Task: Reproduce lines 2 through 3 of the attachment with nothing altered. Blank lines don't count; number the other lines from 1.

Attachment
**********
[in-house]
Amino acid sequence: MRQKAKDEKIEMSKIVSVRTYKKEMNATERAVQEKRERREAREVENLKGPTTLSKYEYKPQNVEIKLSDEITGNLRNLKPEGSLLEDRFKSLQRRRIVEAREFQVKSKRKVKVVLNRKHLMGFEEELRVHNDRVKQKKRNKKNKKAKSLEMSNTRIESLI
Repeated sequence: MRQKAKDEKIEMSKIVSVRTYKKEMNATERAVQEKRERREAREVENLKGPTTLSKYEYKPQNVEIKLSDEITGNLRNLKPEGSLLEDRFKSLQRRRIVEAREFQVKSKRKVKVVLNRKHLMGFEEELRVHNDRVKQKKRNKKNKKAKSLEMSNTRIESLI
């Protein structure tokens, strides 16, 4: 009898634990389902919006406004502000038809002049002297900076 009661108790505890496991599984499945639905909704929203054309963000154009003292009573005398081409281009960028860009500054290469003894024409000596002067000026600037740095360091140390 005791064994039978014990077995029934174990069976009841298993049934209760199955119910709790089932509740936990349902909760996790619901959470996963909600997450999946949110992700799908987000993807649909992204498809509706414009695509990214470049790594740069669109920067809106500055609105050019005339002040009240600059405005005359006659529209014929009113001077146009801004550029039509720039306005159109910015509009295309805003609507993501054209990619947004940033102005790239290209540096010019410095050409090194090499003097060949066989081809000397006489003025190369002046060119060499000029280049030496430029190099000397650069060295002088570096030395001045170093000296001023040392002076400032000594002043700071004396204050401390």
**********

Amino acid sequence: MRQKAKDEKIEMSKIVSVRTYKKEMNATERAVQEKRERREAREVENLKGPTTLSKYEYKPQNVEIKLSDEITGNLRNLKPEGSLLEDRFKSLQRRRIVEAREFQVKSKRKVKVVLNRKHLMGFEEELRVHNDRVKQKKRNKKNKKAKSLEMSNTRIESLI
Repeated sequence: MRQKAKDEKIEMSKIVSVRTYKKEMNATERAVQEKRERREAREVENLKGPTTLSKYEYKPQNVEIKLSDEITGNLRNLKPEGSLLEDRFKSLQRRRIVEAREFQVKSKRKVKVVLNRKHLMGFEEELRVHNDRVKQKKRNKKNKKAKSLEMSNTRIESLI